Today, 19th October, Evo Morales’ party Movement for Socialism (MAS) claimed victory in a presidential election. This is a huge win for Bolivian democratic forces and its indigenous population, who faced heavy suppression after the right-wing interim Government staged a US-backed coup last year.
There has not yet been an official declaration and that could take days, but the “rapid count” shows a clear winner in the Morales’ handpicked successor, Luis Arce. Even the interim president tweeted:
Aún no tenemos cómputo oficial, pero por los datos con los que contamos, el Sr. Arce y el Sr. Choquehuanca han ganado la elección. Felicito a los ganadores y les pido gobernar pensando en Bolivia y en la democracia.— Jeanine Añez Chavez (@JeanineAnez) October 19, 2020
2019 Bolivian Election Crisis
Suppression of Journalists by Bolivian interim Govt.
This did not calm things in Bolivia, and the Morales’ supporters staged large-scale protests. The right-wing Government responded with heavy-handed surveillance and policing measures. They were yet able to gain and maintain international legitimacy because of American backing and consolidation of power.
Before the pandemic itself, there was a strong intimidation of the media, and then-Minister of Communication, Roxana Lizárraga used “sedition” to publicly threaten journalists. Their phones and cameras were confiscated, they were subjected to continuous threats, and conversations on their phones were used to directly attack journalists. There were also blockades on investigations. They used “misinformation” as a reason for this, but Bolivian intellectuals point out this isn’t an issue in Bolivia, and if anything such misinformation was spread by the right-wing government and the US itself.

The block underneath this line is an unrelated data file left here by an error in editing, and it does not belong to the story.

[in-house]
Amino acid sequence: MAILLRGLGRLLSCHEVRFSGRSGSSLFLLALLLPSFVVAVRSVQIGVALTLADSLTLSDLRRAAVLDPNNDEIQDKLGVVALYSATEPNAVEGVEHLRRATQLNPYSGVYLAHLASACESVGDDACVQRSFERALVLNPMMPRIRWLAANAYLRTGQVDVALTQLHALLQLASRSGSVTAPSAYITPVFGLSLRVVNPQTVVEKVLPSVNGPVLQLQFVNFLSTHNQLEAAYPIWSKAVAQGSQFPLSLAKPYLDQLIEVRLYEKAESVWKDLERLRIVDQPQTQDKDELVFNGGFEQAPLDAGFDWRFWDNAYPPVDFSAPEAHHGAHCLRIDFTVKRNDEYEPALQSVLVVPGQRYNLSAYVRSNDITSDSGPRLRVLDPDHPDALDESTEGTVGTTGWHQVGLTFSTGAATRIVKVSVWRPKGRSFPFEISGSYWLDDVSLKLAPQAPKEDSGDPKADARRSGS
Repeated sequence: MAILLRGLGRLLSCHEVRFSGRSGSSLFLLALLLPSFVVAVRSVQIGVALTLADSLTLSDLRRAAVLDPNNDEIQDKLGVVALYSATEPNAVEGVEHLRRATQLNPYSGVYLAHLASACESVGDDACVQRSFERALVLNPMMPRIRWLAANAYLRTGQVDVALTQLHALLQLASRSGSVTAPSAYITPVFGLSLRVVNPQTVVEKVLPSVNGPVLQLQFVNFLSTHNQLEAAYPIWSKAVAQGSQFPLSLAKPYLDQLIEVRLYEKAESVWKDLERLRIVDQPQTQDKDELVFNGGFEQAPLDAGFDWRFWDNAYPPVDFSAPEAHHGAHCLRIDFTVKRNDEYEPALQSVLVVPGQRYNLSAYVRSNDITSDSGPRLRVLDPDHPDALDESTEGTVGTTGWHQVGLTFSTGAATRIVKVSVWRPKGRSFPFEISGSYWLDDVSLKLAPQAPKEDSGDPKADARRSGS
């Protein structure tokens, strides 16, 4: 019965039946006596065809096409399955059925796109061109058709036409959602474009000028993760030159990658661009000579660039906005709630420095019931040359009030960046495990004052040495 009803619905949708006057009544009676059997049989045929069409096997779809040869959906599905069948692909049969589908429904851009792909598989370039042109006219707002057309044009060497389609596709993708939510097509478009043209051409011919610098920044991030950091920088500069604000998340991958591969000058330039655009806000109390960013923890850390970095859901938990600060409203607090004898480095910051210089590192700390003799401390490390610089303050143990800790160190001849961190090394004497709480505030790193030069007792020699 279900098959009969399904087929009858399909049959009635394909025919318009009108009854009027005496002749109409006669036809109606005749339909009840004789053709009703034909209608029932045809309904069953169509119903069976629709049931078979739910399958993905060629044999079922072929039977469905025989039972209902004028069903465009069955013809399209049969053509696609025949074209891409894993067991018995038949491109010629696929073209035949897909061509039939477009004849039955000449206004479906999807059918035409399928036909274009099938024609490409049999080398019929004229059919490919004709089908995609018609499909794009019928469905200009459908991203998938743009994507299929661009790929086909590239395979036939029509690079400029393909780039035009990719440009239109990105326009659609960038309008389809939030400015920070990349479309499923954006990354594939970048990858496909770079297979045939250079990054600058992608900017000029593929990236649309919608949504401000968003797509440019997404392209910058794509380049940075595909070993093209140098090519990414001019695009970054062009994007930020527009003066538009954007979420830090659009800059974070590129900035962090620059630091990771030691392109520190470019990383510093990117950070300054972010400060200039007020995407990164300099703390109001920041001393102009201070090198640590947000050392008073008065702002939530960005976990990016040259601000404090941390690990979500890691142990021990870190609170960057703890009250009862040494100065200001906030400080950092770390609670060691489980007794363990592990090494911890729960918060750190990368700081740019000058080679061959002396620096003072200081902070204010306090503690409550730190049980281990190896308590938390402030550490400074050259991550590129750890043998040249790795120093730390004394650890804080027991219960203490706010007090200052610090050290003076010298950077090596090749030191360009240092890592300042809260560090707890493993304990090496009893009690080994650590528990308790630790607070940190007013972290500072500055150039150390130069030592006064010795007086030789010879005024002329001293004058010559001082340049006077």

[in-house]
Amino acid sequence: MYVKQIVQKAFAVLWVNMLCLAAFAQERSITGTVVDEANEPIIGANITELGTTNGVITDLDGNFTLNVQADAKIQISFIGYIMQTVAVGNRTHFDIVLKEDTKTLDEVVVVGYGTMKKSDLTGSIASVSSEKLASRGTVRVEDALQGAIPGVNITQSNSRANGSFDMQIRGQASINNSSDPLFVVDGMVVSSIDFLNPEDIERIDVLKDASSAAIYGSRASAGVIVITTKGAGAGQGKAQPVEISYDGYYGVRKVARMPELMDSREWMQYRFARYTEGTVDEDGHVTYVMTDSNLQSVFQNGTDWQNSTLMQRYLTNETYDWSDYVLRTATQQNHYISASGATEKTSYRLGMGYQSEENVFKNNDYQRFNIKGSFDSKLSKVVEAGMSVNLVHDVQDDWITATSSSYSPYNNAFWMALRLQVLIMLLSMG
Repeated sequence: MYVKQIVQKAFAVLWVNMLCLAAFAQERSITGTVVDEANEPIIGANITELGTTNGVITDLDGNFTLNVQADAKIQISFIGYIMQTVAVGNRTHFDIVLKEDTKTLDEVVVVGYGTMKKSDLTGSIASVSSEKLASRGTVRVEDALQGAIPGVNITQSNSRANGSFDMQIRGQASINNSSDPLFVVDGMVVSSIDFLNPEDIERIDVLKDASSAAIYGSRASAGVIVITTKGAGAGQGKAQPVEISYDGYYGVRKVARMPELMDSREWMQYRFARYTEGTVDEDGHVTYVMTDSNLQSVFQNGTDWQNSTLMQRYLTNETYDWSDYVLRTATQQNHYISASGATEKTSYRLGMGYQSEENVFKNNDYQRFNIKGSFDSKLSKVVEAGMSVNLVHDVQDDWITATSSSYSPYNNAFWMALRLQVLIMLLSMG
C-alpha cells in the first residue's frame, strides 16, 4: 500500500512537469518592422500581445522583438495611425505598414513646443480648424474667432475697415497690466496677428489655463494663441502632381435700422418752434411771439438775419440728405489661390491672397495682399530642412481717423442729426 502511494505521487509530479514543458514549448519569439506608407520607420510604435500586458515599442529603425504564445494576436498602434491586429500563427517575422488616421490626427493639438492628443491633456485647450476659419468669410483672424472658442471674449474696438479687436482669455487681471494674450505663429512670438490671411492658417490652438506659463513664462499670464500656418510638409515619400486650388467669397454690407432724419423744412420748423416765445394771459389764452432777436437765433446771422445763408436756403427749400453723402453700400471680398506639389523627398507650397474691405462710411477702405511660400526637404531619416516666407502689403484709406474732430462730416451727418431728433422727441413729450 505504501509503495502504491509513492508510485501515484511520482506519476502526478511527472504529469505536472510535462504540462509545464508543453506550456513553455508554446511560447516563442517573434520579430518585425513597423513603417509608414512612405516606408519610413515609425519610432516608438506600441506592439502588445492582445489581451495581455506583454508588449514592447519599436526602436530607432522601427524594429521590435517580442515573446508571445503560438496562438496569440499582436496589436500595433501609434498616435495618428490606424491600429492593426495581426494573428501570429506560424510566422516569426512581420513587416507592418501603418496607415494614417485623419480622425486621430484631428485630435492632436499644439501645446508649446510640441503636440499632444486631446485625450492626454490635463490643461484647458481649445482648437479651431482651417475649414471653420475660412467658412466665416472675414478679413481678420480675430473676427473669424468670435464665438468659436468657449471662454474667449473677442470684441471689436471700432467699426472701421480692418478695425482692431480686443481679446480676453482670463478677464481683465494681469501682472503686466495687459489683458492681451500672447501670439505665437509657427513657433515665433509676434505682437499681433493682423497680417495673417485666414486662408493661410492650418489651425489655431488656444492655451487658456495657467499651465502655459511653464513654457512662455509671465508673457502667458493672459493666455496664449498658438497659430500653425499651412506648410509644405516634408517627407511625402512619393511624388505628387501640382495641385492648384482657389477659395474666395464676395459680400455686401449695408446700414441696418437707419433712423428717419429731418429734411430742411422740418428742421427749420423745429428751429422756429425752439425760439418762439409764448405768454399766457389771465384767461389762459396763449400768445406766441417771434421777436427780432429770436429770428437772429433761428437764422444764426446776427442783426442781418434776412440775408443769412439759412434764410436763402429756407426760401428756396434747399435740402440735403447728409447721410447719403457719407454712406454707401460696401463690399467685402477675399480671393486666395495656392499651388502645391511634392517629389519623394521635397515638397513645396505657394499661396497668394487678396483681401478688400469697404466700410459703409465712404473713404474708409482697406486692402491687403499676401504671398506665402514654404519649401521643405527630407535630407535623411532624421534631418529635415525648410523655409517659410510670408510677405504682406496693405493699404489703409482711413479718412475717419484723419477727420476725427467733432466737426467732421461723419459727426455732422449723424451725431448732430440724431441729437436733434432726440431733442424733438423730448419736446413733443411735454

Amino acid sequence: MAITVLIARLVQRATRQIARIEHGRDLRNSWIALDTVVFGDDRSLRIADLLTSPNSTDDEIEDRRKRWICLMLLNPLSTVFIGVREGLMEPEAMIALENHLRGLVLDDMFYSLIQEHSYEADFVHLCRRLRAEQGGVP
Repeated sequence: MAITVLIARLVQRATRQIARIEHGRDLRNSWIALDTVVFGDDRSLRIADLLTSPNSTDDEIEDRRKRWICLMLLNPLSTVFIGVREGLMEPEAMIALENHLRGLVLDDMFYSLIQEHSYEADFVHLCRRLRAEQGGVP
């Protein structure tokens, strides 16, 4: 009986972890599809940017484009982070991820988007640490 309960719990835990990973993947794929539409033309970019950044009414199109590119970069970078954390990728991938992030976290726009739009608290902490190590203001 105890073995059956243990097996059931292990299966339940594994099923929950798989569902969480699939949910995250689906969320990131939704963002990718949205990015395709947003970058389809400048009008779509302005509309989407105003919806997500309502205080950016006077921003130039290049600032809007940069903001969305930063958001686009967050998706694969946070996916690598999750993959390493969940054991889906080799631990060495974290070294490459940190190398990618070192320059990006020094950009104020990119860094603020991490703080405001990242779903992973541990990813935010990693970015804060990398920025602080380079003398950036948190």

After the pandemic hit, the Bolivian right-wing Government used it as a justification for tightening information control. IACHR and international CSOs such as Amnesty International and Human Rights Watch considered these to be attacks against the fundamental rights to freedom of expression and information.
Indigenous Rights in Bolivia
Under Morales- Bolivia’s first indigenous president– and MAS, Bolivia’s poor and Indigenous majority secured rights and economic gains through social programs. They also pushed for nationalisation of oil and natural gas, which provided revenue for the same and made them financially secure.
Meanwhile, the right wing Government pushed forward racist revanchism, backed by Christian fundamentalism. They aimed to bring Bolivia back to the pre-2003 regime of authoritarian neoliberalism, especially by giving businessmen like Marinkovic direct political representation for agribusiness, finance, and oil and gas extraction interests. During protests led by indigineous populations, two massacres were committed by the military, and at least 19 (mostly indigenous people) were killed.
Bolivians have described this as a victory for the indigenous people, especially against American capitalism.